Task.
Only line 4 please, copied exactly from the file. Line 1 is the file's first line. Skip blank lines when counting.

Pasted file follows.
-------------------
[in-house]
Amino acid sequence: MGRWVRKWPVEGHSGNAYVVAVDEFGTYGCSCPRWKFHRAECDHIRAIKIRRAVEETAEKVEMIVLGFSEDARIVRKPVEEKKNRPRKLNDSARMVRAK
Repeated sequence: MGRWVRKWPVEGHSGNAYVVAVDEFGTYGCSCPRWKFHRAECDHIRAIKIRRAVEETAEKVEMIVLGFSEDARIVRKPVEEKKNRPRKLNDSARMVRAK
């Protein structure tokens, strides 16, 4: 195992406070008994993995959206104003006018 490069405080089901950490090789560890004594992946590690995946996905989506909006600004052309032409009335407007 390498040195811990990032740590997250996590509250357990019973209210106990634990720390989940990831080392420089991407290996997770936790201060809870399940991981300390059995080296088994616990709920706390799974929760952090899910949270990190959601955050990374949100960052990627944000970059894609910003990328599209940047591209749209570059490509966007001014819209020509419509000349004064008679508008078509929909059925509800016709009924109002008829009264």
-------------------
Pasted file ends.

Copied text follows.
């Protein structure tokens, strides 16, 4: 195992406070008994993995959206104003006018 490069405080089901950490090789560890004594992946590690995946996905989506909006600004052309032409009335407007 390498040195811990990032740590997250996590509250357990019973209210106990634990720390989940990831080392420089991407290996997770936790201060809870399940991981300390059995080296088994616990709920706390799974929760952090899910949270990190959601955050990374949100960052990627944000970059894609910003990328599209940047591209749209570059490509966007001014819209020509419509000349004064008679508008078509929909059925509800016709009924109002008829009264």